Hardware fight gets nasty, Bunnings registers Masters business name in New Zealand
Don't let another business squat on your name – that's the lesson for businesses today after it was revealed Bunnings has attempted to register the trademark of Woolworths' hardware venture, Masters, in New Zealand.
But experts say while you should always register business names, trademarks and social media platforms as quickly as you can, there are still ways to take control of a business name if the holder isn't using it.
Michael Bucks, an intellectual property and trademark lawyer, told SmartCompany this morning a trademark is more important than a business name.
"The trademark is the supreme trading right," he says, pointing out there are rules and stipulations which come with a trademark application.
"You have to have a bona fide intent to work within the market in question, and if you're not using the trademark or don't have a bona fide intention to do so, that's ground for opposition."
"One of the big issues is this continuing confusion between business name registration and trademark registration."
Bucks says owning a trademark can given a business certain advantages over just owning a name, such as the ability to confiscate domain names and other business names from those attempting to register the name, then profit by selling it back to the rightful owner.
"If Bunnings has registered Masters as a business name registration in New Zealand, they can do that, but that won't necessarily give them an advantage."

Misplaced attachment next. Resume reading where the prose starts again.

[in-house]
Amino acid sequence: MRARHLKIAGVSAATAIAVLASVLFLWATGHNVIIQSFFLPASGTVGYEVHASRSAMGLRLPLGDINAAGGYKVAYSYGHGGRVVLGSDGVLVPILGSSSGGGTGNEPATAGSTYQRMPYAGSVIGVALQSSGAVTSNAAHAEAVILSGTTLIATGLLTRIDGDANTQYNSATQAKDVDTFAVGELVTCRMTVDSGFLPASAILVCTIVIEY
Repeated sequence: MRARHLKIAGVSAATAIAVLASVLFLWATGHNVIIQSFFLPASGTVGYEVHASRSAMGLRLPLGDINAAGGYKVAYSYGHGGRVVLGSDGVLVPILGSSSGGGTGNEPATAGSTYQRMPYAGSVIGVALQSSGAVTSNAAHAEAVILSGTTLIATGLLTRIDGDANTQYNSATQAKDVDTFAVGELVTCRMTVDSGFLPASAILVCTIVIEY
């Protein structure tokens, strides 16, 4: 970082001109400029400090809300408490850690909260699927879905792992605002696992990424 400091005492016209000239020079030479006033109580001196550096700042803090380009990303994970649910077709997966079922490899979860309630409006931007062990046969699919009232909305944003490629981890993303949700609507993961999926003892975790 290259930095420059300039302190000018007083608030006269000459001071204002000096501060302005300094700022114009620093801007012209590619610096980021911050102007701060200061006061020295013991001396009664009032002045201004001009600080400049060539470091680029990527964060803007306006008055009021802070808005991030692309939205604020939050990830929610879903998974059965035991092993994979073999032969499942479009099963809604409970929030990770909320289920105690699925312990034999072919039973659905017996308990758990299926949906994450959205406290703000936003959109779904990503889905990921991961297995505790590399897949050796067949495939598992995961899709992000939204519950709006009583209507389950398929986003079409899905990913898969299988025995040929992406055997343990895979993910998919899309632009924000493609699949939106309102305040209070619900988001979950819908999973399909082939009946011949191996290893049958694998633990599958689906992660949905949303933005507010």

The incident is an example of a business which sits on a separate name which it has no intention of using, known as "squatting". This type of action is common among businesses, especially across international borders.
However, the problem is much more popular online than it is in bricks and mortar. Chris Thomas, chief executive of digital marketing firm Reseo, says squatting can have its advantages, but businesses also need to look out for such activity – and register their names as soon as possible.
Thomas says you need to register your name as quickly as possible on all digital platforms to avoid this type of squatting.
"I would argue if your business depends on an online presence, you shouldn't register a business name unless you can get the domain."
Such activity isn't just popular among small players. Local group buying company Scoopon made headlines in Australia for registering the Groupon.com.au domain name – the companies even ended up in court over the move and Groupon wrote a scathing blog post about the affair.
Thomas says your business should register everything immediately – including a Twitter account, Facebook account, domain name, and every other account you can think of. Then, SMEs should register domains in every country for which they're considering an expansion.
"Secure domains in the markets you want, then you can just forward them to your own website."